UCLA retained a law firm late last year to conduct an external review of its athletic compliance in the wake of the bribery and corruption scandal engulfing college basketball, a school spokesperson said Tuesday.
"The review was prompted by the desire to do our due diligence," the spokesperson said. "Campus and the athletic department collectively felt it was appropriate to ascertain whether our systems were of the highest standards. While we are unable to comment on the findings due to their privileged nature, we are confident that we have a robust compliance program and we will remain vigilant in our oversight."
USC commissioned a similar external investigation headed by former FBI director Louis J. Freeh after men's basketball associate head coach Tony Bland was arrested in September and later indicted on federal charges of conspiracy to commit bribery, soliciting a bribe and wire fraud as part of a series of indictments that have ensnared a handful of other college coaches.
"Based on currently available information, the misconduct appears isolated to Bland," a USC spokesman said Tuesday in a statement. "USC's Office of Athletic Compliance continues to monitor and respond to new information as it becomes available."
USC fired Bland in January, citing the federal charges that involved an alleged $13,000 bribe that Bland received from aspiring agent Christian Dawkins and financial advisor Munish Sood in exchange for steering USC players toward their respective businesses once they turned professional.
Bland was also alleged to have facilitated separate payments to associates of two other players linked to USC. Bland pleaded not guilty in November after being indicted by a federal grand jury on four charges.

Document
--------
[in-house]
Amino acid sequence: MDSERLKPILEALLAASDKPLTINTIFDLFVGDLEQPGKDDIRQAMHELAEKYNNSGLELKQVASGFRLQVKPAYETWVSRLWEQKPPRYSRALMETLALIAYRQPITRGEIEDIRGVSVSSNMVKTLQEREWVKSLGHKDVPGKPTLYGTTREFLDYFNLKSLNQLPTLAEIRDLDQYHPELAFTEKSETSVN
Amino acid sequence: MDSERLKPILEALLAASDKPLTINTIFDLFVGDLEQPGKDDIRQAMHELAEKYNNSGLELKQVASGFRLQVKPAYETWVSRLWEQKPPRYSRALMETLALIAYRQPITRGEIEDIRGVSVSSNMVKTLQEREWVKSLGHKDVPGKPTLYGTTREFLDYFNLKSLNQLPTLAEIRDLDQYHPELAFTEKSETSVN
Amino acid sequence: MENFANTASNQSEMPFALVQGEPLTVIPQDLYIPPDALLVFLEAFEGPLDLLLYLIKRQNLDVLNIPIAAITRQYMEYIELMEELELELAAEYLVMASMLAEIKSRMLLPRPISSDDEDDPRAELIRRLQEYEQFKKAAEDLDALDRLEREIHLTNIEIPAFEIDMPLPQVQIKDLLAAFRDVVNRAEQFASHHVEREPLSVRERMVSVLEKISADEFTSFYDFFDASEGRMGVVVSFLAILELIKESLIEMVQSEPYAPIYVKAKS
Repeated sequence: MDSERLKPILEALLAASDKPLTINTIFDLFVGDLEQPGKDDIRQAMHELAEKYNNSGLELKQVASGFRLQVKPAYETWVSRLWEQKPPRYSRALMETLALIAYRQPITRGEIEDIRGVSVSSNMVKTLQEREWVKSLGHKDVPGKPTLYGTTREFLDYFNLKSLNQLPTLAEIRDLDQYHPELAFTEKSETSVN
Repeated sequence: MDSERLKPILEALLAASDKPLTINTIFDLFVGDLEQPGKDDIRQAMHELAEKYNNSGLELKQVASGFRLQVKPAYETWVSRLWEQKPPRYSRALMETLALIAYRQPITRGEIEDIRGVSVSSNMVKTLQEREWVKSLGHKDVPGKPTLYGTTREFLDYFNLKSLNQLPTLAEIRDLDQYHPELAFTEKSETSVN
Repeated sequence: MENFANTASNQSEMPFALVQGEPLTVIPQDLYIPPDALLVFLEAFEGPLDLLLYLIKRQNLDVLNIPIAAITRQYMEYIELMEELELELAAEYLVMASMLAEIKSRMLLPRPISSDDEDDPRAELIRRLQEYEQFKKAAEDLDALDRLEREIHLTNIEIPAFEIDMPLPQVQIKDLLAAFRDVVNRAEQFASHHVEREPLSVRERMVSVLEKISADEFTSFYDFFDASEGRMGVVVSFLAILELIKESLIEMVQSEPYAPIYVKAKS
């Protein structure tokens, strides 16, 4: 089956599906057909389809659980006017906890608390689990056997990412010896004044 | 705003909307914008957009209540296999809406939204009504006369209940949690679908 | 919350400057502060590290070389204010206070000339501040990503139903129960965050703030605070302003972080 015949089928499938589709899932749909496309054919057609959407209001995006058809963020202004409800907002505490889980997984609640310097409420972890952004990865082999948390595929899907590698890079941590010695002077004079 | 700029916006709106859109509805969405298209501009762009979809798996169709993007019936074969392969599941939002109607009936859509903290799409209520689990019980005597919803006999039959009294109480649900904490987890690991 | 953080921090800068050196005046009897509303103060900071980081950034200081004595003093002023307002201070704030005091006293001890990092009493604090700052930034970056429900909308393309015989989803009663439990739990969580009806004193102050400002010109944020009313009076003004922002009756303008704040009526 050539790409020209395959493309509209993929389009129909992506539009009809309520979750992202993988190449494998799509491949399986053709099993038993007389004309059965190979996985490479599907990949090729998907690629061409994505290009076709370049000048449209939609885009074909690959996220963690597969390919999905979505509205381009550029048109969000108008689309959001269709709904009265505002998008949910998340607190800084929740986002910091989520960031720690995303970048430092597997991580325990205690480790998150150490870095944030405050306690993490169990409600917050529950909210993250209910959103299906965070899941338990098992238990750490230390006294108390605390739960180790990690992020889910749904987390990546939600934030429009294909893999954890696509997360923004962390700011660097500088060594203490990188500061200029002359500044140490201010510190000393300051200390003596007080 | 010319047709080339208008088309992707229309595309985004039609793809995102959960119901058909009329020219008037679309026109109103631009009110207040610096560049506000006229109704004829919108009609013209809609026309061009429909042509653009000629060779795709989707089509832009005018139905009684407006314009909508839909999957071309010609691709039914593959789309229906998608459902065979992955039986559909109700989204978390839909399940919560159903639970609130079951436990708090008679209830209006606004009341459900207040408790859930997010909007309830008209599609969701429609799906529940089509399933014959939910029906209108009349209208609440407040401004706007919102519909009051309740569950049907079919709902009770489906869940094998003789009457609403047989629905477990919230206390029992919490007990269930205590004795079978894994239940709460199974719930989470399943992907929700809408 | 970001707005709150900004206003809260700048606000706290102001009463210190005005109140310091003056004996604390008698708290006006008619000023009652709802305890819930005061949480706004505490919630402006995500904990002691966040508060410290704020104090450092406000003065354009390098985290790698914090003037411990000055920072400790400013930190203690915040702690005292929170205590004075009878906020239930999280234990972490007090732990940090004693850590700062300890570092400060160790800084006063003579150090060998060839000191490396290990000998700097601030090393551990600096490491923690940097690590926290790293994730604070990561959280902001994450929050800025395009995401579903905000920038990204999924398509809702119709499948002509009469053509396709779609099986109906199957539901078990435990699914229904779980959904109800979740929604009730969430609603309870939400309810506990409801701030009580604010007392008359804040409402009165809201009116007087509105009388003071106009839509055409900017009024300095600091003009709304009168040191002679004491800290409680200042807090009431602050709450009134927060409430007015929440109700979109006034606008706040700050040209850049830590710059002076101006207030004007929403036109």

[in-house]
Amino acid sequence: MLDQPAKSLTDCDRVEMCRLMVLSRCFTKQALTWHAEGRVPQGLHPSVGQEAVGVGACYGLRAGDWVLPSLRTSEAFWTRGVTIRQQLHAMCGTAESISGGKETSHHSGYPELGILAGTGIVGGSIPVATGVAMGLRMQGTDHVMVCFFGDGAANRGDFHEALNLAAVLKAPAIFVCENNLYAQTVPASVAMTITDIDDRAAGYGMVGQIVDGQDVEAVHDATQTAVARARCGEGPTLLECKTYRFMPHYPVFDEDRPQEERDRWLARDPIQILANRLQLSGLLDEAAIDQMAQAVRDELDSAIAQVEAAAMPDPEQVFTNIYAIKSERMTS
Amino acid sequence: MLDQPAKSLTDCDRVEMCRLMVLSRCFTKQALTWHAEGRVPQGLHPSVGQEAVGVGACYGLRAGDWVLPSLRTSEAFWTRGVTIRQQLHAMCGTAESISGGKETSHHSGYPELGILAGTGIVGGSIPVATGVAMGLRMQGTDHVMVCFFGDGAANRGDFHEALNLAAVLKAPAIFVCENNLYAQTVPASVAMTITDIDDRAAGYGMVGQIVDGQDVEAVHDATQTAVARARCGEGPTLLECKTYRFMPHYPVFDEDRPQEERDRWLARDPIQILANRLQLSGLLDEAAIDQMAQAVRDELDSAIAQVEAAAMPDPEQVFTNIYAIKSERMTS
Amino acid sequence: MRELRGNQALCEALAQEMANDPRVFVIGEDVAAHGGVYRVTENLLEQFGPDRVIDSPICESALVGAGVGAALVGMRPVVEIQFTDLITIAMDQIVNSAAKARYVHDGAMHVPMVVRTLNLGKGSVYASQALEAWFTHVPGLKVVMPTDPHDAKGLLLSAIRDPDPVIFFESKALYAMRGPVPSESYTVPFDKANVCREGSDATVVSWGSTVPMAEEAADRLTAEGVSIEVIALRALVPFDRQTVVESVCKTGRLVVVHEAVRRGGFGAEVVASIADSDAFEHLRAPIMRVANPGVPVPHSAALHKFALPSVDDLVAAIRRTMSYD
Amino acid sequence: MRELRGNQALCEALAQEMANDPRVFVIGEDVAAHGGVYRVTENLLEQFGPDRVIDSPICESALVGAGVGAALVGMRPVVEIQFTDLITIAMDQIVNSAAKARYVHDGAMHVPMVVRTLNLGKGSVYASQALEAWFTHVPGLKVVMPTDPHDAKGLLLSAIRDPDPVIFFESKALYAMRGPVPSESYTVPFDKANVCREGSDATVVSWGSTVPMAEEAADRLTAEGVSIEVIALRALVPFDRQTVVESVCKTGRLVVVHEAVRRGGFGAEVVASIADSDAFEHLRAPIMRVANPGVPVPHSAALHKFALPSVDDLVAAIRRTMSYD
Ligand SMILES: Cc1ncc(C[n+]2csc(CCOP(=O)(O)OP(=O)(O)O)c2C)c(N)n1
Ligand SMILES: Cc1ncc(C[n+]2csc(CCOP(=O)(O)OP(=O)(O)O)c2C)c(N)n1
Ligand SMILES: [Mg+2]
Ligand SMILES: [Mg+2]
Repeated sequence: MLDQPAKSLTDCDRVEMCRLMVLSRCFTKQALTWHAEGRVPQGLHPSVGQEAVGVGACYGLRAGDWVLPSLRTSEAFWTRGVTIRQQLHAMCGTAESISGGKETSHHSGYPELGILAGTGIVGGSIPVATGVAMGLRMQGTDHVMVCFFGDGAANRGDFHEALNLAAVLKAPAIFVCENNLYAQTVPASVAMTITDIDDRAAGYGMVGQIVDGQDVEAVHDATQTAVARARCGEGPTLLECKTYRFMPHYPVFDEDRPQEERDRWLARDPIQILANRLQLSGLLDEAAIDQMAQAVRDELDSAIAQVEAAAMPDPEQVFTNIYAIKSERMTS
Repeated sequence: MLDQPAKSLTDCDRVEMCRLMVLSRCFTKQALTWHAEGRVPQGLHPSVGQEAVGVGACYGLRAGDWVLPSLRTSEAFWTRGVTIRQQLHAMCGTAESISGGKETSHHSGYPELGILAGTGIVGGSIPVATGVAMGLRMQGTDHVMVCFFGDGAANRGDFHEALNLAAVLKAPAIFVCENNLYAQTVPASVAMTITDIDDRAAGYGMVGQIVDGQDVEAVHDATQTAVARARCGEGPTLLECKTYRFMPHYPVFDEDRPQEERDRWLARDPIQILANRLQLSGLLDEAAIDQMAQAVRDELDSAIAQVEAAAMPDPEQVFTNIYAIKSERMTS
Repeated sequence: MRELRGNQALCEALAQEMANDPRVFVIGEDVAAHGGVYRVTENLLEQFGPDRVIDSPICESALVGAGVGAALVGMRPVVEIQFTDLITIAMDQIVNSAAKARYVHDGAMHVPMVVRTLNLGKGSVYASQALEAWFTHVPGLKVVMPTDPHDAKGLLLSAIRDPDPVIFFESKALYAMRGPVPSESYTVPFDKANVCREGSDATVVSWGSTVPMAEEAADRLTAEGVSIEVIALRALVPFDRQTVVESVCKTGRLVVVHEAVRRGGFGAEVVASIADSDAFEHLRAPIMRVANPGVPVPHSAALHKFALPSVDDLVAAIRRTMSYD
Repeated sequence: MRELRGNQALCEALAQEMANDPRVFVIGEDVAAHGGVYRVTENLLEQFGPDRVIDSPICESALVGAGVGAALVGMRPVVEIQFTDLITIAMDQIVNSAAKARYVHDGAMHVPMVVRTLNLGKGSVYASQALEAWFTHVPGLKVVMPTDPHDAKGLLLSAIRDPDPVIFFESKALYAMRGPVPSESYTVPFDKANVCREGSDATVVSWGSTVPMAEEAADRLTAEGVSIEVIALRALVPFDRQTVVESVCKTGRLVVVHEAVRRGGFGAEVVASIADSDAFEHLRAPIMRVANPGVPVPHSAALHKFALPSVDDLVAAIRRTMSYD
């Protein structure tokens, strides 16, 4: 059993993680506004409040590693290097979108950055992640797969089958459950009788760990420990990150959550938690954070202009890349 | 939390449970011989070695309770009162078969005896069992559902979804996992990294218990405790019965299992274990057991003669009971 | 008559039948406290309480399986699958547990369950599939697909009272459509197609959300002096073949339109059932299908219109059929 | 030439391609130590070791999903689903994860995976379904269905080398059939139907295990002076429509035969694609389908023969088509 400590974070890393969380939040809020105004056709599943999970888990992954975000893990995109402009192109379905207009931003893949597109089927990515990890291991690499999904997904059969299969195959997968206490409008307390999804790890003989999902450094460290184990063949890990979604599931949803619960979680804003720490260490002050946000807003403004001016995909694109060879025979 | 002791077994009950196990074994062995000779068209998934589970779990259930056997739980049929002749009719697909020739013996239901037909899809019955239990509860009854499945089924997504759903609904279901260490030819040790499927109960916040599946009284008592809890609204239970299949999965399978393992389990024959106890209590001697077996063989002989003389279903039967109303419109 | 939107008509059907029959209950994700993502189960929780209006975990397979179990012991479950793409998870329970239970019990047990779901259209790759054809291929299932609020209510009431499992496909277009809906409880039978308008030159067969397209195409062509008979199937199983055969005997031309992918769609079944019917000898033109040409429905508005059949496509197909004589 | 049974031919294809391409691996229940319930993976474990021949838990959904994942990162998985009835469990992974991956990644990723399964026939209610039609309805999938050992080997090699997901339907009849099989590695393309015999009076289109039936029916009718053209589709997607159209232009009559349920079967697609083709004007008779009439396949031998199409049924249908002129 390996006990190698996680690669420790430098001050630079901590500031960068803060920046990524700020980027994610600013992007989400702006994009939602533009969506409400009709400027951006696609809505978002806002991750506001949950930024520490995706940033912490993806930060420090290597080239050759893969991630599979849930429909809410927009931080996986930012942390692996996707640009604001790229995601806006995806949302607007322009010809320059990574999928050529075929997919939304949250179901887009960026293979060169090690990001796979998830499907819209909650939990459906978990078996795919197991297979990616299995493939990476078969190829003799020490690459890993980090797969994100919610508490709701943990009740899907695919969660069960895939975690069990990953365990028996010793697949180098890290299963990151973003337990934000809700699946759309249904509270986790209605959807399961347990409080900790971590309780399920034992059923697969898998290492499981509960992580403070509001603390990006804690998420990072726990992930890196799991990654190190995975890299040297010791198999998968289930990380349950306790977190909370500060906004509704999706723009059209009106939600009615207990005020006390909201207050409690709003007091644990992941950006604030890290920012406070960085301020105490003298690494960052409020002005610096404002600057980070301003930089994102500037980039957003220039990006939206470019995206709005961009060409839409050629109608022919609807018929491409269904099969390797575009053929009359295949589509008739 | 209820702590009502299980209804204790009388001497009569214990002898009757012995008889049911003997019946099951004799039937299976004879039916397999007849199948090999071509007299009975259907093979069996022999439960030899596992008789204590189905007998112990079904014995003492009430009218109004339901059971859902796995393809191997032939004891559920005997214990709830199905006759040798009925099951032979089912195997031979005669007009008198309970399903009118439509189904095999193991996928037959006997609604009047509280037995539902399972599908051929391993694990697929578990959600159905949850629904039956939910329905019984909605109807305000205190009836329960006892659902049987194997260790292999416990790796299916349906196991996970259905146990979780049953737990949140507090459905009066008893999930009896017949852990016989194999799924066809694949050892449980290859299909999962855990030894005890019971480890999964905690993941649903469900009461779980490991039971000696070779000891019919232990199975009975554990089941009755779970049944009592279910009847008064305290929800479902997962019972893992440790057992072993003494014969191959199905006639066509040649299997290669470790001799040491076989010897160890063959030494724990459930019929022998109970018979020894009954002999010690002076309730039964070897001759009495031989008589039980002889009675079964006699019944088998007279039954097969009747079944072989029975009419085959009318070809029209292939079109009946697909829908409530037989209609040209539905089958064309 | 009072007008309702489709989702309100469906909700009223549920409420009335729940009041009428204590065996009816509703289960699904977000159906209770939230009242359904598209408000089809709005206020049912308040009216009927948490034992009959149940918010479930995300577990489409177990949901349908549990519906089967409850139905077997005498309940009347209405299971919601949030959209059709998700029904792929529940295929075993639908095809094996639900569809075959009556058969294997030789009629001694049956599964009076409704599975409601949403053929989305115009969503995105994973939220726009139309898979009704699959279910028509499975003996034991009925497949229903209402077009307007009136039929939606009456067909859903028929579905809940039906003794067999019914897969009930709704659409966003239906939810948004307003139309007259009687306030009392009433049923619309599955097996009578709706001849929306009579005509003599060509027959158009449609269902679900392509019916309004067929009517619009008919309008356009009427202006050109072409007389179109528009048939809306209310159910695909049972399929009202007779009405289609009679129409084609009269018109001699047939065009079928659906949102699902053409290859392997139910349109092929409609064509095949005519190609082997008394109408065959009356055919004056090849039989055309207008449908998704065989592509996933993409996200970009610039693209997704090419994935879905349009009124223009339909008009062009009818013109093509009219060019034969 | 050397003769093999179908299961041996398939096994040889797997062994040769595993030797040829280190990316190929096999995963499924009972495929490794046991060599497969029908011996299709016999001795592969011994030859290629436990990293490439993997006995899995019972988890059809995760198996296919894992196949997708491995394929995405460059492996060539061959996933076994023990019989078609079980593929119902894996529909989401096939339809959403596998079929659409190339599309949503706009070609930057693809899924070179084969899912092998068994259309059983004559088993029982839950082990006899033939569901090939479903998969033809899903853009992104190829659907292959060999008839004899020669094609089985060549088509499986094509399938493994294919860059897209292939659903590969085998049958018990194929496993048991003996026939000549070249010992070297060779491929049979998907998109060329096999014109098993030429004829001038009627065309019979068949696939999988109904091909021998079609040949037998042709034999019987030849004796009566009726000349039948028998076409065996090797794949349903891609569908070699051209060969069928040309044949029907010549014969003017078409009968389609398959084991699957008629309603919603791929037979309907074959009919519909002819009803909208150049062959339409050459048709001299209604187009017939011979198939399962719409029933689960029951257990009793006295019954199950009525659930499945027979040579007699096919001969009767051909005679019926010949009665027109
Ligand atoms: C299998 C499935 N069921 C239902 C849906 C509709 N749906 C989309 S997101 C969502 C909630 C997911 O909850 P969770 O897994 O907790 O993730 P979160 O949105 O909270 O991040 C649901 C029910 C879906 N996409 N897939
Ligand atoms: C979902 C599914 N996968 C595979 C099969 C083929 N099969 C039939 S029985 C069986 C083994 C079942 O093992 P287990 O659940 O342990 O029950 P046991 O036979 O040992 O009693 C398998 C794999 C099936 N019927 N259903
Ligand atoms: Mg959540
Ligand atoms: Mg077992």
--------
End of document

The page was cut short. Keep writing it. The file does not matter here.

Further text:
A Yahoo Sports report from late last month linked USC players Chimezie Metu and Bennie Boatwright to payments from ASM Sports through financial records that federal authorities seized from the sports agency. Metu and Boatwright have denied any wrongdoing.
UCLA coach Steve Alford recently said he had no concerns about the corruption probe being connected to the Bruins.
"When it comes to that, I always sleep well," Alford said. "I know how we do things. I know how our staff operates, I know how I operate, so that's never an issue when I go to bed."
Alford has devised a plan for managing point guard Aaron Holiday's minutes for what could be a three-day run in the Pac-12 Conference tournament.
"If we're able to advance," Alford said, "it'll be 40, 40, 40."
Alford wasn't kidding, though he acknowledged he would try to find any available breather for the player averaging a conference-leading 37.3 minutes per game.
"If we feel like he's tired or he's winded or he just needs a 30-second [break] or we can buy a dead ball that hits right before a media timeout to get him a quick blow," Alford said, "we'll do those things."
Holiday said he was ready to play every second because he has done it six times in conference play.
"I've been doing it all year, so it's nothing really new," Holiday said. "I'll be all right."
Point guard Jaylen Hands continues to progress in his recovery from a sprained right ankle suffered last week, Alford said, and his status for the Bruins' Pac-12 tournament opener against Stanford or California on Thursday at T-Mobile Arena in Las Vegas will likely be a game-time decision. … Holiday and center Thomas Welsh were All-District IX selections by the U.S. Basketball Writers Assn. … Welsh and forward Alex Olesinski were honorable mention on the Pac-12 all-academic team.
Times staff writer Nathan Fenno contributed to this report.